Curry addressed critics and their complaints of an expanded charter process. Some have questioned whether we have the authority to grant charters to such companies and the experience to supervise them.

The National Bank Act does give the OCC the legal authority to grant national bank charters to companies engaged in the business of banking, he said. That authority includes granting charters to companies that limit their business models to certain aspects of banking, “and it is not circumscribed just because a company delivers banking services in new ways with innovative technology.” Neither does the law require that a bank take deposits to qualify for a national bank charter.

Curry also pushed back against the “misperception that receiving a national bank charter is a ticket to light-touch supervision.”

“On the contrary, all national banks get regular on-site supervision by trained, highly professional examiners who assess whether the company is operating in a safe and sound manner and complying with laws that protect the consumer and make the system safer for everyone,” he said. It also means appropriate capital and liquidity standards.

Does offering federal charters to FinTech companies mix banking and commerce? Again, Curry sought to allay concerns by pledging that proposals to mix them are inconsistent with the OCC’s chartering standards and would not be approved.

“Already, innovative products and services give consumers greater control over their financial lives. It’s likely that we have just scratched the surface, and the future holds further promise because we are at the beginning of this innovation cycle.”

Thomas Curry, Comptroller of the Currency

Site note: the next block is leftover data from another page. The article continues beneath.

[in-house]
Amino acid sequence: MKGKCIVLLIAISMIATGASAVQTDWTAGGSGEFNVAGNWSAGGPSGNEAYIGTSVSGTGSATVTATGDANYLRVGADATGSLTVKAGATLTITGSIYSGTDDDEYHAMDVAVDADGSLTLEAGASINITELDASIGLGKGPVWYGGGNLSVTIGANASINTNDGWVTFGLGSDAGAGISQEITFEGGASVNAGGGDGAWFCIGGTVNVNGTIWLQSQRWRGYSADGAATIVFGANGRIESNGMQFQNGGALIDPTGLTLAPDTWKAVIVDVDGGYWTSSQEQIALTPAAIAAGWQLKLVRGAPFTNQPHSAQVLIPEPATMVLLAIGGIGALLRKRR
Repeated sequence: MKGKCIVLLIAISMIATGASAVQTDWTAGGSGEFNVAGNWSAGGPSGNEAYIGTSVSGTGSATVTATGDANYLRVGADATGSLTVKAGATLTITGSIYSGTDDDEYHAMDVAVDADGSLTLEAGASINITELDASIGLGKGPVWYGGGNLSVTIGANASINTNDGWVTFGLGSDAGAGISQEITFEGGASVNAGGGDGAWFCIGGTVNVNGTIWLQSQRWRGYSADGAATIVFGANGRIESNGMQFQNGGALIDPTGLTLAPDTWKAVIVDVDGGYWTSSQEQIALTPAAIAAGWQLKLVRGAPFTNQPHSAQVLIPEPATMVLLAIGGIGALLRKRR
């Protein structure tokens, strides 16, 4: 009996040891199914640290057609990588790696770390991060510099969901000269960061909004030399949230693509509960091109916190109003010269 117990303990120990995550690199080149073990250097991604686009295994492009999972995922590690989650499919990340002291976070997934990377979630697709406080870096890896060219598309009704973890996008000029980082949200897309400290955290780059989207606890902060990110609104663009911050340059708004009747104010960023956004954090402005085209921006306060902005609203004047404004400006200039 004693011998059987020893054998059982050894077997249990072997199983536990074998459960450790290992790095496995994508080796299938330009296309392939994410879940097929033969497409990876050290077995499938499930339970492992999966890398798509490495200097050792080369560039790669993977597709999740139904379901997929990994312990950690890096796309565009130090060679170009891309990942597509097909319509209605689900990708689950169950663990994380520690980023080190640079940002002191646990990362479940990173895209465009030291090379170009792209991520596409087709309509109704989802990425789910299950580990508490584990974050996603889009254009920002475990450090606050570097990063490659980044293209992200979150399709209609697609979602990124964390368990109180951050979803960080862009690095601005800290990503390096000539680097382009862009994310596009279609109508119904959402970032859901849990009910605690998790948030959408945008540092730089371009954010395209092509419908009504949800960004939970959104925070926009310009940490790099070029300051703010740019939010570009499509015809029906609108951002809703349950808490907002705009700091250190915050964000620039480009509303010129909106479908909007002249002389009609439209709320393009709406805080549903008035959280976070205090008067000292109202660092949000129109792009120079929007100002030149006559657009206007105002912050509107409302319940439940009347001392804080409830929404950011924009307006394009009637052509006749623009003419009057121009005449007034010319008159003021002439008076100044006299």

The draft licensing manual detail the steps, procedures, and compliance efforts FinTech firms face.

There is a pre-filing stage that may include one or more formal meetings with OCC staff depending on the novelty and complexity of the applicant’s proposal. Organizers should provide the OCC with an overview of their charter proposal, including a draft of the business plan. Applicants should also include information about the qualifications of the organizers and proposed senior management.

The OCC will expect an SPNB applicant whose business plan includes lending or providing financial services to consumers or small businesses to demonstrate a commitment to financial inclusion.

An applicant for a national bank charter must publish notice of its charter in the community in which the proposed bank will be located as soon as possible before or after the filing date. They may request that confidential treatment be afforded to certain portions of the application, for example, portions containing proprietary information.

The OCC will consider whether the proposed bank “can reasonably be expected to achieve and maintain profitability and whether approving its charter will foster healthy competition.”